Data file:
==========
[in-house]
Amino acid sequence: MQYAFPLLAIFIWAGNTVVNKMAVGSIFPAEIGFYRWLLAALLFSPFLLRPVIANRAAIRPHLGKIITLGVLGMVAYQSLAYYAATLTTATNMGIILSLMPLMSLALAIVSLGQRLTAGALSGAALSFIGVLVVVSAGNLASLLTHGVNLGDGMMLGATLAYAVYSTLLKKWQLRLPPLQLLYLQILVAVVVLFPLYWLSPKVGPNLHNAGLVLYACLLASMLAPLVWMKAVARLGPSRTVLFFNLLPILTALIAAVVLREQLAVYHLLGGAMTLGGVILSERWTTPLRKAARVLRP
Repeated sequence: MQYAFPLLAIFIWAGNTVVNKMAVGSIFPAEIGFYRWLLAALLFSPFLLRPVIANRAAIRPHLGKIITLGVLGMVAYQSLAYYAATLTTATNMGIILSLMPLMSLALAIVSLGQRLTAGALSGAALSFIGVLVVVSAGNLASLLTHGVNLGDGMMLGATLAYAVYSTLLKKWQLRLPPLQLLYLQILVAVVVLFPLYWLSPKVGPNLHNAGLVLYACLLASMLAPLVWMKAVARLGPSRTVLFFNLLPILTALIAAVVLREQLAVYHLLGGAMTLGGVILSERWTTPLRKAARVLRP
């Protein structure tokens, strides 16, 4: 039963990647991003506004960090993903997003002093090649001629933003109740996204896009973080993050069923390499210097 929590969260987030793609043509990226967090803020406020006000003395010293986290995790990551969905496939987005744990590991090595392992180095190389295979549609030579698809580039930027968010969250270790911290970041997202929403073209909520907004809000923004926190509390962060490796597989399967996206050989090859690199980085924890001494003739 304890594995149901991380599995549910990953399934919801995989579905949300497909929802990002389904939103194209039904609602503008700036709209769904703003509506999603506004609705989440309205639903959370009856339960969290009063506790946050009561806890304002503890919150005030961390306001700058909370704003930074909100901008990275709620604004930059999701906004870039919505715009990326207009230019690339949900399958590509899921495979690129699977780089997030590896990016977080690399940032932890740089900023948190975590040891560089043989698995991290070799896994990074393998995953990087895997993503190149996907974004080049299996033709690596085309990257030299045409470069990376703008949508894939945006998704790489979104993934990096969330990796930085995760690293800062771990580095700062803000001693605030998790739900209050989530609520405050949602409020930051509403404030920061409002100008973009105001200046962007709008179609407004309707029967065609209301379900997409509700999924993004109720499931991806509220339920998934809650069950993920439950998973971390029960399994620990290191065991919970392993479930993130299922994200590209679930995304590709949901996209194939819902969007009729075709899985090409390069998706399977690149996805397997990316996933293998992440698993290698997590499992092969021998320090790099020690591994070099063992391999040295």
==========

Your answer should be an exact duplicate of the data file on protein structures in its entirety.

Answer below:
[in-house]
Amino acid sequence: MQYAFPLLAIFIWAGNTVVNKMAVGSIFPAEIGFYRWLLAALLFSPFLLRPVIANRAAIRPHLGKIITLGVLGMVAYQSLAYYAATLTTATNMGIILSLMPLMSLALAIVSLGQRLTAGALSGAALSFIGVLVVVSAGNLASLLTHGVNLGDGMMLGATLAYAVYSTLLKKWQLRLPPLQLLYLQILVAVVVLFPLYWLSPKVGPNLHNAGLVLYACLLASMLAPLVWMKAVARLGPSRTVLFFNLLPILTALIAAVVLREQLAVYHLLGGAMTLGGVILSERWTTPLRKAARVLRP
Repeated sequence: MQYAFPLLAIFIWAGNTVVNKMAVGSIFPAEIGFYRWLLAALLFSPFLLRPVIANRAAIRPHLGKIITLGVLGMVAYQSLAYYAATLTTATNMGIILSLMPLMSLALAIVSLGQRLTAGALSGAALSFIGVLVVVSAGNLASLLTHGVNLGDGMMLGATLAYAVYSTLLKKWQLRLPPLQLLYLQILVAVVVLFPLYWLSPKVGPNLHNAGLVLYACLLASMLAPLVWMKAVARLGPSRTVLFFNLLPILTALIAAVVLREQLAVYHLLGGAMTLGGVILSERWTTPLRKAARVLRP
């Protein structure tokens, strides 16, 4: 039963990647991003506004960090993903997003002093090649001629933003109740996204896009973080993050069923390499210097 929590969260987030793609043509990226967090803020406020006000003395010293986290995790990551969905496939987005744990590991090595392992180095190389295979549609030579698809580039930027968010969250270790911290970041997202929403073209909520907004809000923004926190509390962060490796597989399967996206050989090859690199980085924890001494003739 304890594995149901991380599995549910990953399934919801995989579905949300497909929802990002389904939103194209039904609602503008700036709209769904703003509506999603506004609705989440309205639903959370009856339960969290009063506790946050009561806890304002503890919150005030961390306001700058909370704003930074909100901008990275709620604004930059999701906004870039919505715009990326207009230019690339949900399958590509899921495979690129699977780089997030590896990016977080690399940032932890740089900023948190975590040891560089043989698995991290070799896994990074393998995953990087895997993503190149996907974004080049299996033709690596085309990257030299045409470069990376703008949508894939945006998704790489979104993934990096969330990796930085995760690293800062771990580095700062803000001693605030998790739900209050989530609520405050949602409020930051509403404030920061409002100008973009105001200046962007709008179609407004309707029967065609209301379900997409509700999924993004109720499931991806509220339920998934809650069950993920439950998973971390029960399994620990290191065991919970392993479930993130299922994200590209679930995304590709949901996209194939819902969007009729075709899985090409390069998706399977690149996805397997990316996933293998992440698993290698997590499992092969021998320090790099020690591994070099063992391999040295």